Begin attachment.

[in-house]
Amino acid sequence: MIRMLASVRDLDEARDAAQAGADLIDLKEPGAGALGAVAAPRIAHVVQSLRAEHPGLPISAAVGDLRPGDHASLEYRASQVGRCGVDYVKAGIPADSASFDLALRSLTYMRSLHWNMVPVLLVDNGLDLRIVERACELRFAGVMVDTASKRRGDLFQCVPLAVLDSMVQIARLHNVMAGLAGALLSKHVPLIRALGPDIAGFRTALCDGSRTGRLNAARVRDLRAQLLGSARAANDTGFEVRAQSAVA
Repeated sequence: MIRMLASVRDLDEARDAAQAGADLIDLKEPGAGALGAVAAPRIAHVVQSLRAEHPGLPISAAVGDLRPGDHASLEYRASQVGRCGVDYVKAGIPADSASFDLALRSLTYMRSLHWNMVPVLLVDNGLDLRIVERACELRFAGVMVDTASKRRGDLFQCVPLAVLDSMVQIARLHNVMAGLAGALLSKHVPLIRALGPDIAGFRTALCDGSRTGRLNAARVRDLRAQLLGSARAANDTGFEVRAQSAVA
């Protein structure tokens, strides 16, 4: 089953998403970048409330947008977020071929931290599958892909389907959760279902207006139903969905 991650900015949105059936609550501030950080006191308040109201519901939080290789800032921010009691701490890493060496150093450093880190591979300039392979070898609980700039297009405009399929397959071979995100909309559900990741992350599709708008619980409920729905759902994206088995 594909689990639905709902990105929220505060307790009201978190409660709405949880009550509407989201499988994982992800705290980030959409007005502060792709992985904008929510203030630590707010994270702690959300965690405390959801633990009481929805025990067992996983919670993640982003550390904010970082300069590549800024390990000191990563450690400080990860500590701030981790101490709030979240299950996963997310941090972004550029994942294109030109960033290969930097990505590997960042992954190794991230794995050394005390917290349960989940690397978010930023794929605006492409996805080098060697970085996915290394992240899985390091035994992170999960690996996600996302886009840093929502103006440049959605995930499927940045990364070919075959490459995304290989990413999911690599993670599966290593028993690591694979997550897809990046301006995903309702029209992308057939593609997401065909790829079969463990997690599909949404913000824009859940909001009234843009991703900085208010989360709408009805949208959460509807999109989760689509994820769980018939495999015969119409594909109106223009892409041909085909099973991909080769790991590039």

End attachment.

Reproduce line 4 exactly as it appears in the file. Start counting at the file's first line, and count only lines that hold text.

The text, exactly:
């Protein structure tokens, strides 16, 4: 089953998403970048409330947008977020071929931290599958892909389907959760279902207006139903969905 991650900015949105059936609550501030950080006191308040109201519901939080290789800032921010009691701490890493060496150093450093880190591979300039392979070898609980700039297009405009399929397959071979995100909309559900990741992350599709708008619980409920729905759902994206088995 594909689990639905709902990105929220505060307790009201978190409660709405949880009550509407989201499988994982992800705290980030959409007005502060792709992985904008929510203030630590707010994270702690959300965690405390959801633990009481929805025990067992996983919670993640982003550390904010970082300069590549800024390990000191990563450690400080990860500590701030981790101490709030979240299950996963997310941090972004550029994942294109030109960033290969930097990505590997960042992954190794991230794995050394005390917290349960989940690397978010930023794929605006492409996805080098060697970085996915290394992240899985390091035994992170999960690996996600996302886009840093929502103006440049959605995930499927940045990364070919075959490459995304290989990413999911690599993670599966290593028993690591694979997550897809990046301006995903309702029209992308057939593609997401065909790829079969463990997690599909949404913000824009859940909001009234843009991703900085208010989360709408009805949208959460509807999109989760689509994820769980018939495999015969119409594909109106223009892409041909085909099973991909080769790991590039």